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About The daily Nebraskan. ([Lincoln, Neb.) 1901-current | View Entire Issue (Oct. 2, 1995)
University of Nebraska-Lincoln
J. Christopher Hain....,. .Editor, 472-1766
Rainbow Rowell .... ..: ...Managing Editor
Mark Baldridge... ...... Opinion Page Editor
DeDra Janssen..........;... Associate News Editor
Doug Kouma .. ... Arts & Entertainment Editor
Matt Woody...v.Senior Reporter
James Mehsling.......... V.... .*'............ Cartoonist
Justice on trial
Simpson trial puts system in hotseat
O.J. Simpson may be on trial in Los Angeles, but all across the
United States, as the public peered into the Los Angeles County
Courthose and watched defense and prosecution lawyers wrangle
in front of the jury, Americans have been judging the criminal jus
The O.J. Simpson trial has showcased the uglier side of the U.S.
Criminal justice in America was set ud to allow a certain amount
of freedom for the accused —
innocent until proven guilty,
judgments made only on the
evidence allowed in court, free
dom ahead of security.
Money isn’t supposed to
be a factor injustice; neither is
race. But in this trial both are.
Can anyone argue that O.J.
Simpson’s wealth has not
bought him a better-than-aver
age shot at an acquittal?
r The makeup of the jury
and the strategy of the defense
has made race central to the
question of guilt or innocence.
No matter what verdict is
handed down, it will not be ac
cepted by certain segments of
-Wif r^HfJ If Simpson is found inno
Jason GicBow/DN cent, many will cry that he
bought freedom and that the system is corrupt.
If he is found guilty, others will say he was framed by racist
police in Los Angeles (lest we forget Rodney King), and that the
system is corrupt.
Most Americans see grandstanding by the two sides in this
struggle, with the winner being the team that can put on the best act
in front of the jury.
Some might argue that the intense media coverage is what has
turned the trial into a sideshow. Certainly throughout the trial, the
defense, the prosecution or Judge Lance Ito have said things in
tended as much for the viewing audience as the courtroom jury.
But does that blame fall on the cameras bringing the trial to the
rest of the world or on the criminal justice professionals aiming
their statements outside of the halls of justice?
Perhaps, this is no different than Clarence Darrow and William
Jennings Bryan in the Scopes monkey trial, the trial of Bruno
Hauptmann for the murder of the Lindburgh baby or any of the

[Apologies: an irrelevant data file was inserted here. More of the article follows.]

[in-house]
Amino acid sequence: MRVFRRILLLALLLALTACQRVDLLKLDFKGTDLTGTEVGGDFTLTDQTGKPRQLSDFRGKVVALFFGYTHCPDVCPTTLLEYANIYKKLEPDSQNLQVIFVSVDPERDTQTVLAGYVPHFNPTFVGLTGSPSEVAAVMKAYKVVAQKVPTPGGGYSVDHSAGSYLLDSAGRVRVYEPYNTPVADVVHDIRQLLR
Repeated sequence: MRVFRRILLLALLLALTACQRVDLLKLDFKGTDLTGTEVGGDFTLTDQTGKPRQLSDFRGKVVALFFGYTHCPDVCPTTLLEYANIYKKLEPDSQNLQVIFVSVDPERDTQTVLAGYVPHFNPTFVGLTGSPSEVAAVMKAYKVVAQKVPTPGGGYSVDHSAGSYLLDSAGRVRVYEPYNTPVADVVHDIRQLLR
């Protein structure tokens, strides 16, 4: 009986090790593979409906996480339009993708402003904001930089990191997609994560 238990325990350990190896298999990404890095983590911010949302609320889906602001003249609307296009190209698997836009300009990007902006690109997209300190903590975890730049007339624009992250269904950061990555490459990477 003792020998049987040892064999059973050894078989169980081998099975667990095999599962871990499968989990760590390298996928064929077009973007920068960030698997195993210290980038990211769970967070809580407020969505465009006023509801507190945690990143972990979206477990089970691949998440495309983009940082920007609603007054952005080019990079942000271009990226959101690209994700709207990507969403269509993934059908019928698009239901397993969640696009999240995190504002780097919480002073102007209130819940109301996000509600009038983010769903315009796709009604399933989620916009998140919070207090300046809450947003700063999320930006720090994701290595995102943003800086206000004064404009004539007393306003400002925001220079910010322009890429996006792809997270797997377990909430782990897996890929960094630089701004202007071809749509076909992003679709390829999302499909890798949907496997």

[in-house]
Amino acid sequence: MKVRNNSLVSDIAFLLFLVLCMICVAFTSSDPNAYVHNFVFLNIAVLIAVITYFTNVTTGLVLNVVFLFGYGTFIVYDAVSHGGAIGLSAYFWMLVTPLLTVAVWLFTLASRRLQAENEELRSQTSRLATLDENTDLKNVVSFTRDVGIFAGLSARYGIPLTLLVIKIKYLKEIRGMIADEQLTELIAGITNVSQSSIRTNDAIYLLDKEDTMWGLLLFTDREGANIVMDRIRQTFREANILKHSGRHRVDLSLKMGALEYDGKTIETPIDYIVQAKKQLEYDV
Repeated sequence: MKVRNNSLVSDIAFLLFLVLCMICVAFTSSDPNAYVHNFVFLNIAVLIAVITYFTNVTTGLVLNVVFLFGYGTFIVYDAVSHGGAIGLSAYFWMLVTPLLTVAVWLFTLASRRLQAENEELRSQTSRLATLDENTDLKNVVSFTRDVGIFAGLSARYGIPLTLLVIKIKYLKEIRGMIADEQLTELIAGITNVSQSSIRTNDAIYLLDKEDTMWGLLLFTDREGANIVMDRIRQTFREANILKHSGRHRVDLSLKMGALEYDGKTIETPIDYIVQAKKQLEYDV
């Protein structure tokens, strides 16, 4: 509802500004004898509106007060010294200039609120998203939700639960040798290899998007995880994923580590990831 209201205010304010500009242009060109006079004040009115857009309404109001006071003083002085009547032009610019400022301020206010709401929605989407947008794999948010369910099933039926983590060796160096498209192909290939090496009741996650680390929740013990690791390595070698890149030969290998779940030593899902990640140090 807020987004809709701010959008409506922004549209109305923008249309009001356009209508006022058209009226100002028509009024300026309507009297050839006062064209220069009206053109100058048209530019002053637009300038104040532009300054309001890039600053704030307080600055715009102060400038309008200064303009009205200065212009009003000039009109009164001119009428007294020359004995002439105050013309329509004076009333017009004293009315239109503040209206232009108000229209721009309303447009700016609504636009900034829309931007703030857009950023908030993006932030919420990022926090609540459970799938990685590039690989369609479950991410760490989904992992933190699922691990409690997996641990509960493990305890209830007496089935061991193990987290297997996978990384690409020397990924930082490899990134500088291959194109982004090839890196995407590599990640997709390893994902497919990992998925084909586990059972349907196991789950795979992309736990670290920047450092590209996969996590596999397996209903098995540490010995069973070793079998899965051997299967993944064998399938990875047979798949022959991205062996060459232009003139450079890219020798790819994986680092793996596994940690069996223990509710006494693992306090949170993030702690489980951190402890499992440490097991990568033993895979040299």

other “trials of the century.”
The attention focused on high-profile cases like the O.J Simpson
trial give the American public a skewed perspective of the Ameri
can criminal justice system.
Don’t believe everything you see on TV.
Ours is a fairer system than any on earth.
Staff editorials represent the official
policy of die Fall 1995 Daily Nebras
kan. Policy is set by the Daily Nebras
kan Editorial Board. Editorials do not
necessarily reflect the views of the
university, its employees, die students
or die NU Board of Regents. Editorial
columns represent die opinion of die
author. The regents publish die Daily
Nebraskan. They establish die UNL
Publications Board to supervise the
daily production of the paper. Accord
ing to policy set by the regents, respon
sibility far die editorial content of die
newspaper lies solely in the hands of its
The Daily Nebraskan welcomes brief letters to the
editor from all readers and interested others. Letters
will be selected for publication on the basis of clarity,
originality, timeliness and space available. The Daily
Nebraskan retains the right to edit or reject all material
submitted. Readers also are welcome to submit mate
rial as guest opinions. Hie editor decides whether
material should ran as a guest opinion. Letters and
guest opinions sent to die newspaper become die
property of the Daily Nebraskan and cannot be re
turned. Anonymous submissions will not be pub
lished. Letters should include the author's name, year
in school, major and group affiliation, if any. Re
quests to withhold names will not be granted. Submit
material to: Daily Nebraskan, 34 Nebraska Union,
1400 R St Lincoln, Neb. 68588-0448.
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^ CffiLt iv;
As a student who has directed
much of my time and effort at this
university doing research, I find the
recent comments by Nebraska
regent Drew Miller about research
narrow-minded and short sighted.
He was quoted in the DN
(“Resolution to determine NU
research”, Sept. 29) as having said
that, even if NU research led to a
new theory of relativity, it would be